January 15, 2015

All Day Ag Outlook Tickets (217) 333-7300

The March 10th meeting includes a continental breakfast and Beef House Lunch!!!  Tickets are 25 dollars.

All-Day Ag Outlook Meeting Schedule
 March 10, 2015 - The Beef House - Covington, Indiana

Registration 8:45am eastern (7:45am central)

Soybean Commodity Panel
 Curt Kimmel, Bates Commodities, Normal, Illinois
 Wayne Nelson, L and M Commodities, New Market, Indiana
 Mike Zuzolo, Global Commodity Analytics, Lafayette, Indiana
 Bill Mayer, Strategic Farm Marketing, Champaign, Illinois

Cash Grain Panel
 Greg Johnson, The Andersons, Champaign, Illinois 
 Aaron Curtis, MIDCO, Bloomington, Illinois
 Matt Bennett, Channel Seeds, Windsor, Illinois
 Chuck Shelby, Risk Management Commodities, Lafayette, Indiana

Commodity Futures
 Sue Martin, Ag and Investment Services, Webster City, Iowa

Land Values 2013
 Murray Wise, CEO, Murray Wise Associates LLC, Champaign, Illinois

Corn Panel
 Dan Zwicker, CGB Enterprises, Mandeville, Louisiana
 Pete Manhart, Bates Commodities, Normal, Illinois
 Jacquie Voeks, Stewart Peterson Group, Champaign, Illinois
 Bill Gentry, Risk Management Commodities, Lafayette, Indiana


January 24, 2015

Issues Stemming from January USDA Report

The final 2014 crop production numbers delivered by USDA in the January reports leave three issues unresolved.The three problems, as identified by University of Illinois Ag Economist Darrel Good, center on the number of corn and soybean acres planted, the surprisingly small amount of corn used in the first three months of the marketing year, and the surprisingly large number of soybeans consumed in that same time frame. 

The first issue is that the difference between the total number of planted acres USDA NASS has reported over time and those officially reported by farmers to FSA has grown. The number of acres planted to wheat, corn, and soybeans as tallied by USDA NASS has steadily grown larger than the number of acres farmers are telling FSA they've sown. USDA has not offered an explanation. The difference in 2014 is nearly 9.3 million acres over the three crops says Darrel Good. 

He says the changing relationship between NASS acreage estimates and acreage reported to FSA may make early FSA reports less useful in anticipating NASS final acreage estimates.

The second issue is related to how much corn was used in the months of September, October, and November. Those are the first three months of the marketing year. USDA totals 4.25 billion bushels of disappearance of which feed and residual use accounted for 2.198 billion. This number is a 114 million bushels lower than the usage in the same period last year after it was revised down. The problem says the U of I number cruncher is that over time the range of usage represented in the first quarter figure as compared to total usage for the year has gotten wider.

First quarter use is no longer a reliable forecaster of total marketing year consumption.

It means a lot of uncertainty will persist in the marketplace about how much corn is being fed to livestock.The numbers do get better as time passes during the marketing year. The expectation is the March 31 Grain Stocks report will be more accurate.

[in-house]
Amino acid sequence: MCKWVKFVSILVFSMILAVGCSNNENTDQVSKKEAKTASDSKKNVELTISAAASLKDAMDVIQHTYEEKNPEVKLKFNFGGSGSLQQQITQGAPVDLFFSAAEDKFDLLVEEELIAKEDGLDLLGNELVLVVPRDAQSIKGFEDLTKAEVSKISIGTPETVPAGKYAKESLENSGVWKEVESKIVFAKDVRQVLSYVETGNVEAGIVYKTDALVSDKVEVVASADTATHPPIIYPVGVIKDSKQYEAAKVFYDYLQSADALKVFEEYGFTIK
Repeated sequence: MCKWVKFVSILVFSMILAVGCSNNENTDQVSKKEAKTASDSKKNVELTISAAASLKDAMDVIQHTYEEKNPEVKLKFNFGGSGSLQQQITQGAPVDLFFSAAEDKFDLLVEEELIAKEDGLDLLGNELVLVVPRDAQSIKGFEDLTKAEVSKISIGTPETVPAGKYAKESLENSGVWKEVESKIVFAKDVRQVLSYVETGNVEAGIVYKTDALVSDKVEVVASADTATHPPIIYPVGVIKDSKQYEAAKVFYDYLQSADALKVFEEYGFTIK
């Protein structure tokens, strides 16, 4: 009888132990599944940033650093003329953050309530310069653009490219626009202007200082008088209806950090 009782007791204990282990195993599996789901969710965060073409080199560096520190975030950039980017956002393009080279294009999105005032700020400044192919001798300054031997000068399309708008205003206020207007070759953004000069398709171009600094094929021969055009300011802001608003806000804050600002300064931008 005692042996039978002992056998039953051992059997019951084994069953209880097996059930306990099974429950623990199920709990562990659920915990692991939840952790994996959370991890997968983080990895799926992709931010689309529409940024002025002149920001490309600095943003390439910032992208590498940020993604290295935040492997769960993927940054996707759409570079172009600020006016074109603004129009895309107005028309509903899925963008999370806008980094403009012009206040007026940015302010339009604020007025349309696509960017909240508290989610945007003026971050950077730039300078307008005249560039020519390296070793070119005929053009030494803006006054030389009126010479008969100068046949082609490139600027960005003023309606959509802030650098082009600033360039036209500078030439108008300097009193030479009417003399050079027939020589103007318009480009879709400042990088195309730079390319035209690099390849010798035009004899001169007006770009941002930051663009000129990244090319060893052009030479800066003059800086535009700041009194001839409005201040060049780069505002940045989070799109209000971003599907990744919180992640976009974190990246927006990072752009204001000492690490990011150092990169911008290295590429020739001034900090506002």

The third issue with the January USDA figures is also in the consumption numbers. The implied residual disappearance of soybeans in the first quarter set a record. This might mean the size of the 2014 soybean crop was over estimated. While this is an issue, it will not be resolved for several months. Some insight will be forthcoming from the March Grain Stocks report. 

Time will eventually fix all three issues, but it is important to recognize them and the potential changes these may bring to the commodity markets.

Read Darrel Good's Original FarmDocDaily Post


January 23, 2015

Relaunching the Farm Bill Toolbox

There is a toolbox of sorts on the web that farmers and landowners can use to help them decide which of the new farm programs they'll use. The decisions need to be made by the end of February and March.


January 19, 2015

Dramatic Changes in the Ethanol/Gasoline Relationship

The plummeting price of gasoline has caused a dramatic change in the relationship between the price of corn and the price of gasoline. However, this means little for how much ethanol will be produced and consumed.
 


January 17, 2015

Farmers May Not Benefit From Bumper Crops

Corn and soybean farmers harvested a bumper crop in 2014 — a record 14.2 billion bushels of corn and a record 3.97 billion bushels of soybeans, according to the U.S. Department of Agriculture. Here & Now’s Jeremy Hobson spoke with Chad Hart, an agricultural economist at Iowa State University, about what the record crop means for the farmers’ revenue, since they’re selling the crops at a lower price.

Here & Now airs during the noon hour on WILL AM580.


January 10, 2015

Riding the Feeder Cattle Roller Coaster

Futures prices were limit-down for 5 days in a row in mid-December 2014, the most limit-move days in a livestock contract since the BSE (mad cow) selloff in December 2003. Daily price limits in feeder cattle futures were increased from 3 cents per pound ($3/cwt) to 4½ cents per pound ($4.50/cwt), with provisions for additional expansions if needed; complete details are presented here.